- Passive houses that have been tested and are already occupied have conclusively proven: Even in our middle European climate, houses can be built with such low heating energy requirements that minimal additional heat added to incoming fresh air, is sufficient to keep the house warm and comfortable in winter. Measurements in passive home subdivisions have proven that energy requirements for heating can be accurately predicted, and that even with a great variety of occupants, calculated consumption agrees with average actual consumption.

3) Can you open windows in a passive house?

- Of course, occupants may open windows whenever they want; however, they won't have to. A passive house is continuously supplied with fresh air via the ventilating system. This has advantages: Unlike window ventilation, fine filters in the ventilating system keep out dirt and pollen. Air quality within the house is always excellent, even when occupants are away and/or windows are never opened. Of course, as with all houses, if windows are left open in winter for longer periods, the inside air temperature will decrease noticeably, and energy consumption for heating will increase.

Here's a link to a house built in the U.S. to passivhaus specs.  4-page .pdf file.

I think I'd rather have a non-load-bearing straw bale house than that one, though.   :)

But I don't mind serious temperature swings--I turn off the heat most nights in this dreadfully underinsulated and leaky travel trailer--dogs, cats, and a couple of heavy comforters help.  I'd probably find myself sleeping outside 10 months of the year.

PAHS and AGS both claim that they can give you annual heating and cooling--Passive Annual Heat Storage or Annuallized Geo-Solar.

Out in left field--with IIRC really nice sets of links:


Aha!  Some good ideas here.  We have actually considered strawbale and researched it pretty thouroughly.  However, we live in Indiana and have a fair amount of rainfall and humidity, and ultimately, strawbale is just best for dry climates.  It also looks like a considerable amount of extra labor-- 3 coats of plaster inside and out, plus all the detailing necessary to keep the bales dry.  


I have praised the value of Icynene so much on here you all probably think I work for them! Not the case at all, just a firm believer and here is why.
If I remember correctly, the R value of Icynene is only 3.7 so for a standard 2 X 4 wall you max out with 3.5" of Icynene or approximately 13. This is not that high but, what I like is that I have a totally sealed wall or ceiling. No air can leak in through this stuff and that makes all the difference.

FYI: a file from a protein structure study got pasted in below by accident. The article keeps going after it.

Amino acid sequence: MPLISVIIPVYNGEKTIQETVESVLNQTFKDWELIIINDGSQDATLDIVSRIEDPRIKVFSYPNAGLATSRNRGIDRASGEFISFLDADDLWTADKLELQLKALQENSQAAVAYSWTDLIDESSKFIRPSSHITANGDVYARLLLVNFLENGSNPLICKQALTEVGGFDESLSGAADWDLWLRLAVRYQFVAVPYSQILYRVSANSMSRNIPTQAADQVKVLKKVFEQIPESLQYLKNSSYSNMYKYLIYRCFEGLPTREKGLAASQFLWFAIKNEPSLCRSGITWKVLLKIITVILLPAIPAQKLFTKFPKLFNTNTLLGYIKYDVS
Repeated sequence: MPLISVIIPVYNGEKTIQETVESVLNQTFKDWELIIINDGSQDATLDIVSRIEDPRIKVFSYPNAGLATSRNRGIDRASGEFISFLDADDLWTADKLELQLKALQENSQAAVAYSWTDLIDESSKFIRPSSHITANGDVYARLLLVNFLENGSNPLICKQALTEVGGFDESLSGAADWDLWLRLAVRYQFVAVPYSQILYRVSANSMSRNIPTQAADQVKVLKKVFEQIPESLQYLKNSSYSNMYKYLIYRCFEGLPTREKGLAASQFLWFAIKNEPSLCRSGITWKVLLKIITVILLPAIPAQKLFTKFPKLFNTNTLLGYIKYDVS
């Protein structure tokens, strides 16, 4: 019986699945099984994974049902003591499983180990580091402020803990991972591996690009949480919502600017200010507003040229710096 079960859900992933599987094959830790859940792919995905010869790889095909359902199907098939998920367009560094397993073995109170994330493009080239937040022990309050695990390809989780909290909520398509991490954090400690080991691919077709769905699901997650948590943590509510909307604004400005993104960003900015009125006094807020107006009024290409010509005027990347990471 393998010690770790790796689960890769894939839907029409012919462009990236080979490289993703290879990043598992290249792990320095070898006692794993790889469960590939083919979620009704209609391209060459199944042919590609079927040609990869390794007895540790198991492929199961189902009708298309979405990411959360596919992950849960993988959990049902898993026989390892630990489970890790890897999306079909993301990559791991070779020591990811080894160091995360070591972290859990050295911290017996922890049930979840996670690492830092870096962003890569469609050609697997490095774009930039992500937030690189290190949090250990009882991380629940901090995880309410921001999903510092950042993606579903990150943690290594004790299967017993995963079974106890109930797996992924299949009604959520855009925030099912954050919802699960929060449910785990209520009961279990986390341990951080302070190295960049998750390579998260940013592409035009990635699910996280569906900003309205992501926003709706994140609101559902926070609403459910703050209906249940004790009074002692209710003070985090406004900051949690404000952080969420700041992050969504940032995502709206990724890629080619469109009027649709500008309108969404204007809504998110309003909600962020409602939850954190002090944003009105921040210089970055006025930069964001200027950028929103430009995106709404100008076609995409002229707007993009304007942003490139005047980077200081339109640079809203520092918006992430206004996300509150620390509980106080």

We've discussed the issue of vent vs no vent attic a couple of times also and I am on the side of non venting but, that is due to the type construction I am using or more correctly the layout, floor plan I designed.
Yes, it is expensive but, for new construction, I think it's worth it.
Okie Bob


As mentioned earlier, insulating the framing and airsealing are of as much importance as the total R-value of the assembly.

Icynene (or any foam) has a max R-value between 3.5 and 4. Not much different than hi-density fiberglass. However the Icynene particularly is very good at air sealing.

I'm currently designing a super-insulated house for wood and electric heat that will also have noise concerns (they are in a flight path for jets). Similar to what pauls mentions in his project above, we are building a double stud 8" frame wall (2x8 top and bottom plates with 2 staggered 2x4 @ 24" walls on each side [offset 12"]). We can have one layer of R-21 and one of R-13 fiberglass with no conduction through the studs. At the rim joists and sills we will spray Icyene for a few inches of insulation but mostly for air sealing. We will also get a bid from a local BIBS installer as they can just mesh the whole place and then pump in fiberglass with a latex binder to fill up all the cavities to the desired density. This may not be much more expensive than batts, but will likely be a lot less expensive than doing all Icynene.

For the roof we will do R-38 hi-density fiberglass in 2x12 rafters (for cathedral ceilings) with 1" of Thermax on the bottom for extra R-value and sound isolation.

There are other techniques in the book I coauthored, "Superinsulated Design and Construction" (some of which are only cost effective in very cold climates).


My brother-in-law built a huge 6,000+ sq ft house in Fairbanks with 16 in walls, double 2x6 with gaps between.  All stuffed with fiberglass batts and then sealed with plastic sheeting.  This was in the early 80s and they did not seal as well as he would do it now.  He is still living there, I visited in Dec.  

He does not build that way now, still adding on to his B&B, (he is always building), and he now uses 2X6, flashcoating with foam, (he has his own foam truck), and then two layers of two inch foam sealing all the way around each piece of foam with sprayed foam so that it is VERY tight.  He feels that this is at least as efficeint as the 16 inch walls.